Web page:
The years from 1941-44 were spent as artist-in-residence at the University of Georgia, Athens, at invitation of Lamar Dodd, who had been Charlot's student at the Art Students League. Funded by the Carnegie Institution, Charlot was required only to give informal art instruction to students and was primarily involved in local mural projects. These included Cotton Gin (oil on canvas, 4 1/2' x 11') at the McDonough, Georgia Post Office, and Visual Arts, Drama, Music (fresco, 9' x 46' overall) in the Fine Arts Building, University of Georgia. Several months of preparatory work was necessary for the latter project though the actual painting took Charlot and his assistants only eleven days. Three fresco murals, Time Discloseth All Things, Cortez Lands in Mexico, and Paratroopers Land in Sicily (11' x 66' overall) were painted in the corridor of the Journalism Building, University of Georgia. Inspiration and Study, (fresco panels, each 5' x 5'), were painted at the New Studies Building, Black Mountain College, North Carolina, where Charlot taught a summer session. In 1945 a book, Charlot Murals in Georgia, with an introduction by Lamar Dodd, photographs by Eugene Payor and commentaries by Jean Charlot, was published by the University of Georgia Press. A third child, Martin Day, was born to the Charlots in Georgia in 1944.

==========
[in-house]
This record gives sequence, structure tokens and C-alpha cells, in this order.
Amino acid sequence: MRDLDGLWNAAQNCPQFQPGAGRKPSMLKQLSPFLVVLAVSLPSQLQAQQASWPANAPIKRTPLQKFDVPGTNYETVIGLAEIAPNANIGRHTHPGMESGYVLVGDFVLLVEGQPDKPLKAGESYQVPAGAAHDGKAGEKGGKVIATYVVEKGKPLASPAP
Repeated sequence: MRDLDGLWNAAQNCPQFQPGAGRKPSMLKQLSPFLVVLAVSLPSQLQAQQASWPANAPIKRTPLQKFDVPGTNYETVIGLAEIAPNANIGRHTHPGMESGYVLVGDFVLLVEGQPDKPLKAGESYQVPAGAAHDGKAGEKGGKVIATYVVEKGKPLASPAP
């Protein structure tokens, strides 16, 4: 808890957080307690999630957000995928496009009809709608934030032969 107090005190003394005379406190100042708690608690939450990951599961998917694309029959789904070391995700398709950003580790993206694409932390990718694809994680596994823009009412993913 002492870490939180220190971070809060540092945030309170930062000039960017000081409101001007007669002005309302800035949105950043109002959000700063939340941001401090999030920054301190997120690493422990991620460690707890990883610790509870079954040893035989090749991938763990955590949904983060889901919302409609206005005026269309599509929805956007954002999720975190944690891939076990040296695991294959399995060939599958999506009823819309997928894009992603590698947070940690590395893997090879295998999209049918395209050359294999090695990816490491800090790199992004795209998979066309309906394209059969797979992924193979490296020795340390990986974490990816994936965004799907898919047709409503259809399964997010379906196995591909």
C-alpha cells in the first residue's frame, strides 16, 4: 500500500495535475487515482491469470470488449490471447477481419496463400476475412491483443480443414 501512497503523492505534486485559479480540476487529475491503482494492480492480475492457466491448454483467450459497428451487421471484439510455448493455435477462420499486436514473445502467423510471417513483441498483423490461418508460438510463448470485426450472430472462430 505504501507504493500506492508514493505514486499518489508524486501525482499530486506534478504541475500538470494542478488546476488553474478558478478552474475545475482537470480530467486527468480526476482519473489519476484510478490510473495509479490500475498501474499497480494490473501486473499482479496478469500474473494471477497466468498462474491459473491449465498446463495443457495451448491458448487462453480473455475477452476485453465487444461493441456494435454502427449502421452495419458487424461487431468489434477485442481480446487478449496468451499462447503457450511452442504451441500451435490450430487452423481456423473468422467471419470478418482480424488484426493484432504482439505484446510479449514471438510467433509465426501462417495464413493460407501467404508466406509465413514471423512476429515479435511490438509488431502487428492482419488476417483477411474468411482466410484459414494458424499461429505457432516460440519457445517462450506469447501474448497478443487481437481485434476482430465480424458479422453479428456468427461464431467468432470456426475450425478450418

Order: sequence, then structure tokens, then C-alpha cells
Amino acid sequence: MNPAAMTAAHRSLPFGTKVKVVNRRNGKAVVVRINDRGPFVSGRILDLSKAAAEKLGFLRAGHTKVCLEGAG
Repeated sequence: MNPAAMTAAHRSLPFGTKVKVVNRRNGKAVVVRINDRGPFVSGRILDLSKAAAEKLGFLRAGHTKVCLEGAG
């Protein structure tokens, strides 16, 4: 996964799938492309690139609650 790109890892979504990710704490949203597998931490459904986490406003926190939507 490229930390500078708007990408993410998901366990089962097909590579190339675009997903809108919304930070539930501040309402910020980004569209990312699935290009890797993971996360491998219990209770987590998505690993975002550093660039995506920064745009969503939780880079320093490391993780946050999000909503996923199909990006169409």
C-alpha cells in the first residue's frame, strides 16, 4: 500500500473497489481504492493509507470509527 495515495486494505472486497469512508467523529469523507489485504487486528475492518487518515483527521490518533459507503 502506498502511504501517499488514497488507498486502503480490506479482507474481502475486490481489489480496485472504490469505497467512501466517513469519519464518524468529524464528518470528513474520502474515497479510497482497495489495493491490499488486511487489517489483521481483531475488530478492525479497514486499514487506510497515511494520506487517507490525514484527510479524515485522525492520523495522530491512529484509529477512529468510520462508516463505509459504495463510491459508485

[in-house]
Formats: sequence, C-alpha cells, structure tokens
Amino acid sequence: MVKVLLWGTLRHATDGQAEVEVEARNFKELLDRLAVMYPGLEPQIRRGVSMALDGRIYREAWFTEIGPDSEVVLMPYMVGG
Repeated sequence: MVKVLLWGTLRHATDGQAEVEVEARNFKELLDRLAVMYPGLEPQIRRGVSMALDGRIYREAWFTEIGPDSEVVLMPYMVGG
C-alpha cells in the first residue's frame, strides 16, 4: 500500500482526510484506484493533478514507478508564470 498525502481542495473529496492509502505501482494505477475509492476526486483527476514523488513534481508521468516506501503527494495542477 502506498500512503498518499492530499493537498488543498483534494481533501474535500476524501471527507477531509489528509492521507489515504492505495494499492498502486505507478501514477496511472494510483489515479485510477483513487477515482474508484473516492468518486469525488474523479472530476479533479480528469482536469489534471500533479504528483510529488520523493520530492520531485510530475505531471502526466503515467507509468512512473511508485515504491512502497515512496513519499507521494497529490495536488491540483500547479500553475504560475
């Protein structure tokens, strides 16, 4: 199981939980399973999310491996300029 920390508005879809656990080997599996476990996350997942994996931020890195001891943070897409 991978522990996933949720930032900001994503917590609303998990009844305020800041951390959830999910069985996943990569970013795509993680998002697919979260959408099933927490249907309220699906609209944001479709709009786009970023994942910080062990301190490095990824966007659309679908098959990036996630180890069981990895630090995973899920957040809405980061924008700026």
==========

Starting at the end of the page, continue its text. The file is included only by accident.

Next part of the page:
In summer 1942, Charlot was an instructor in art history at the University of California, Berkeley. He participated in the Corcoran Biennial and exhibitions at The Phillips Collection in Washington, D.C., the University of Louisiana, the Stendhal Gallery, Los Angeles, and the Weyhe Gallery in New York. Among various periodical and book illustrations were twelve color lithographs for Margaret Wise Brown's A Child's Good Night Book (New York: William R. Scott, Inc., first edition, 1943). In the spring semester 1944 Charlot was artist-in-residence at Smith College in Northampton, Massachusetts.
Upon his return to the United States, Charlot taught at Chouinard in the summer of 1947, following which he assumed the directorship of the School of Art at the Colorado Springs Fine Arts Center, remaining in this position until 1949. He served as guest curator for the anniversary exhibition of the American Institute of Graphic Arts, "American Printmaking, 1913-1947: A Retrospective Exhibition," at the Brooklyn Museum and also wrote the introductory essay to the catalogue.